Yes Free Lunch Members of Moab Monthly Meeting have been working with our neighbors for several years now to find solutions to a pair of related issues in Moab, Utah: that large amounts of food are wasted in our community and that some of us do not have enough to eat. These issues challenge our testimonies of simplicity, equality, and community, and we have tried in various ways over the years to find creative solutions in our diverse community.

Issue: On Consumption (May 2013)

Whose Needs? Traveling cross-country by train is a good way to see the disparity of wealth in our nation today. From the railroad tracks we see not only the underbelly of working America, but also the opulence of over-consumption. Deserted brick factories share space with sleek shopping malls. Junk-infested waterways pour into bays festooned with shrink-wrapped sloops and cocktail clubs. Is there any hope of bridging the gap of abject poverty to ridiculous wealth? What, as Quakers, could we be doing? Our nine-member worship group in Moab, Utah (pop. 6,000) has changed over the years in our responses to these questions.

Issue: On Consumption (May 2013)

Garage Sale Spirituality Since when could anyone find spirituality in garage sales? Just think about the junk, the mess, the work, the dust on items left in the garage for months…years!  This is all as mundane and earthy as it gets, and utterly disgusting! Yet in every aspect of garage saling there is opportunity for spiritual experience and meaningful soul growth.

Issue: On Consumption (May 2013)

Weighty Friends and Quaker Pharisees Wouldst thou be a prophet, or perhaps a saint? Alas, he who thinks he is, most likely aint.                 William Bacon Evans (1875-1964), Quaker writer and weighty Friend.

Issue: On Power (March 2013)

Rekindling the Fire Looking towards the future of Quakerism, we see that the power to rekindle our fire for social justice lies within our local meetings. Supporting individuals to pursue the spirit’s leadings to work for peace and social justice will strengthen the Religious Society of Friends overall and connect us back to our historical roots.

Issue: On Power (March 2013)

Unarmed Civilian Peacekeeping The Friends Peace Testimony challenges us to find alternatives to war and violence and create peaceful approaches to resolving conflict creatively and without harm.  For the past ten years, Friends from around the world have put these words into action by creating the Nonviolent Peaceforce (NP), an international organization that places teams of civilians from all over the world into conflict zones, where they work with local groups to protect civilians and support local initiatives for peace.  NP teams are strictly non-partisan, and they form connections with all recognized stakeholders in conflict situations.  By forming these broad alliances, NP teams can broker dialogues, protect civilians, and create space for all sides to develop constructive and amicable solutions to conflicts, without resorting to violence. 

Issue: On War (January 2013)

The War at Home It’s the end of July. The community of Anaheim is outraged.  In separate incidents over the past few days, two unarmed men of color have been murdered by the police.  A round of public protests and police suppression of protests have followed. I have just returned to Southern California in the middle of this turmoil.   I make plans to meet with my affinity group and head to a rally at the Anaheim police station.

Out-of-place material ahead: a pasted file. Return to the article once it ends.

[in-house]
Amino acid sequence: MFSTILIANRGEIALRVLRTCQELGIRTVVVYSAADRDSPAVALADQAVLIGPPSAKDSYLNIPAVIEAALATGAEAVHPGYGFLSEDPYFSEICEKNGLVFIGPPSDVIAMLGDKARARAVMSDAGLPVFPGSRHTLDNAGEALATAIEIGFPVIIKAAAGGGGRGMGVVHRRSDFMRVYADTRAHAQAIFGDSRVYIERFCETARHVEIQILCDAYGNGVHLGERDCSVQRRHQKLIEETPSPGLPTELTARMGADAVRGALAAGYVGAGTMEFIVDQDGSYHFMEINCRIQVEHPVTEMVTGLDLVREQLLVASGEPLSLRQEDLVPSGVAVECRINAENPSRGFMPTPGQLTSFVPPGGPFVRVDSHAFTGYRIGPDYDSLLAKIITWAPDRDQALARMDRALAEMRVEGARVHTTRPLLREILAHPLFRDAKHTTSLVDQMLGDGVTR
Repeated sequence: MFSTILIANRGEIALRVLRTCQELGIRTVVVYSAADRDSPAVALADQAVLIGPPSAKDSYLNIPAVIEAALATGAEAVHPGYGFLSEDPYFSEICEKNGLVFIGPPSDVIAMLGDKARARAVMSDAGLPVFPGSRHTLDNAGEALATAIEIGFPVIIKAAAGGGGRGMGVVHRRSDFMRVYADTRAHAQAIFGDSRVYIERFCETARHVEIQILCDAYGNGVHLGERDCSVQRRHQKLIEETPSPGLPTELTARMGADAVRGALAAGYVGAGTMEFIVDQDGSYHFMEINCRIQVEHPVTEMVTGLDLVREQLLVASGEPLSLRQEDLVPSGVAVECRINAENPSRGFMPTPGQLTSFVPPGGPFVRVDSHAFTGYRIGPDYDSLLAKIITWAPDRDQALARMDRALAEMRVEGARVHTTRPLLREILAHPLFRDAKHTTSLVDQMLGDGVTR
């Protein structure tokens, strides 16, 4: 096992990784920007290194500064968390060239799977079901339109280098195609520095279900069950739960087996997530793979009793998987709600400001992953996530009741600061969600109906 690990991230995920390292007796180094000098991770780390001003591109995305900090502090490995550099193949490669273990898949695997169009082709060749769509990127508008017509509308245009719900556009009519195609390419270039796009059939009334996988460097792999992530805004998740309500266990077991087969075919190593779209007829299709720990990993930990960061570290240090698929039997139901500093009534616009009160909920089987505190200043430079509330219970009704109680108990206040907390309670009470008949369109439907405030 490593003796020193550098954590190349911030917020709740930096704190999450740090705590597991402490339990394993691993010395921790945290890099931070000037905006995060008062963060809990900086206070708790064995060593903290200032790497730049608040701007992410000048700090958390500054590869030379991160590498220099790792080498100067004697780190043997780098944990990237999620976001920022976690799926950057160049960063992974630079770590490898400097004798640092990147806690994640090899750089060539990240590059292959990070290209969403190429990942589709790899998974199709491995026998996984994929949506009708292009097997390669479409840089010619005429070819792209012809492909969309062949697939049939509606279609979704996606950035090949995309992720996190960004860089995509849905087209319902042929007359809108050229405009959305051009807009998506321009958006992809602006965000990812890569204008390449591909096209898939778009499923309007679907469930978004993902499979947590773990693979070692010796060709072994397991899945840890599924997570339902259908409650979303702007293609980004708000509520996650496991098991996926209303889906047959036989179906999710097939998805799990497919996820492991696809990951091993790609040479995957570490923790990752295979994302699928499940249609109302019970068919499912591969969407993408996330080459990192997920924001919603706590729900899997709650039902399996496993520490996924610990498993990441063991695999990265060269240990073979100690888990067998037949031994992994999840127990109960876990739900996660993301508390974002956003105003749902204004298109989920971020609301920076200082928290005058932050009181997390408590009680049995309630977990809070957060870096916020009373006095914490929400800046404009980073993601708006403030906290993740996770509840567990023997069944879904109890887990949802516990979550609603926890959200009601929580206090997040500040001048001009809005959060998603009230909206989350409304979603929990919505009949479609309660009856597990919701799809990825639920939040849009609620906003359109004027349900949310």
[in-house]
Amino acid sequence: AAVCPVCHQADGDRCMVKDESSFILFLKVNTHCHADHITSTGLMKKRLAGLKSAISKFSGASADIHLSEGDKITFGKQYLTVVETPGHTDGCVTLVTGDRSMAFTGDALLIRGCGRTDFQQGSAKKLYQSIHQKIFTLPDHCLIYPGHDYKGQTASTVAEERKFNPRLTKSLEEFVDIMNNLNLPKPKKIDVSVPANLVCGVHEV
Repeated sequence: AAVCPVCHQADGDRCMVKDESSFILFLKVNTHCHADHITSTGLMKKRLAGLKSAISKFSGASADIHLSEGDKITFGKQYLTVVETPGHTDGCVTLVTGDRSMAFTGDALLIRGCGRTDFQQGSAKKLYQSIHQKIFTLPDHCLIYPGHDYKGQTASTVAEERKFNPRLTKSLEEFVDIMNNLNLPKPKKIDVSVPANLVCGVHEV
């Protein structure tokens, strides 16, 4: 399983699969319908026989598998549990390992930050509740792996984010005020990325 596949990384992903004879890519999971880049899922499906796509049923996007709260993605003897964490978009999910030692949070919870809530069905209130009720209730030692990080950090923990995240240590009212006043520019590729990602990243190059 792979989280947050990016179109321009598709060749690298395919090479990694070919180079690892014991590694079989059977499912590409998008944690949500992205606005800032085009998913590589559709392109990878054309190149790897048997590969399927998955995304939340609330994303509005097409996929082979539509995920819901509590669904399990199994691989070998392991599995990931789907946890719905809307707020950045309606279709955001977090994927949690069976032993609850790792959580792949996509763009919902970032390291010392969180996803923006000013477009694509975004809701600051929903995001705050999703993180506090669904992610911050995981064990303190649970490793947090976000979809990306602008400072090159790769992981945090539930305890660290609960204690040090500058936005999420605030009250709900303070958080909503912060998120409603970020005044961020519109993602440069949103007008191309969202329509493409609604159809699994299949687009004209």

Issue: On War (January 2013)

Dear IRS: A Quaker Journey with War Tax Resistance In September 2010, I received a letter from the IRS, which said that I had to pay a “frivolous filing penalty” of $5000 for my action of withholding some of the money I owed for my 2009 taxes. “We have determined that the purported tax return you sent is frivolous and your position has no basis in law.”  Frivolous. The word stuck in my mind.  Part of this journey is about words, about patience, about truth.  It gave me a sort of mantra that is precious to me now, “I didn't ask for this, it is not about me, and way will open."

Issue: On War (January 2013)

What Do You Say … To a Trauma Survivor? I'm a surviving family member of a murder victim. I'd like to offer a few perspectives on what to say to victims of trauma.

Issue: On War (January 2013)

Planting Seeds of Community

Karen Grizez watched as a mother, holding her hungry infant, received a cup of goat’s milk from a member of the local women’s group.

Issue: On Seeds (November 2023)

The Seeds of Gun Violence

At times, addressing the scourge of gun violence in the United States can feel impossible, especially when we seem to hear of a new violent incident every day.

Issue: On Seeds (November 2023)

Feeding People in Gaza

I began my work in the Middle East in 1990 with a New York Times op-ed, “Small Lights in the Darkness.”

Issue: On Division (January 2024)

Friends House Celebration

Forty years ago, College Park Quarterly Meeting established the Friends Association of Services for the Elderly (FASE).

Issue: On Prayer (March 2024)

Clerks’ Calls to Annual Sessions 2024

The following excerpts are from complete texts found on corresponding “event” pages on this website.

Issue: On Prayer (March 2024)

Earth Justice Worship

My most powerful worship experience of the last decade took place on a chilly morning last November, on a folding chair outside Vanguard headquarters in Malvern, PA.

Issue: On Prayer (March 2024)

A Certain Naïveté

I’ve been visiting men in federal prisons for forty years and have shared time with nearly 200 men.

Issue: On Prayer (May 2024)

In the Twilight Zone

Several years ago, I sat in the jury pool for a federal trial that promised to be lengthy.

Issue: On Prayer (May 2024)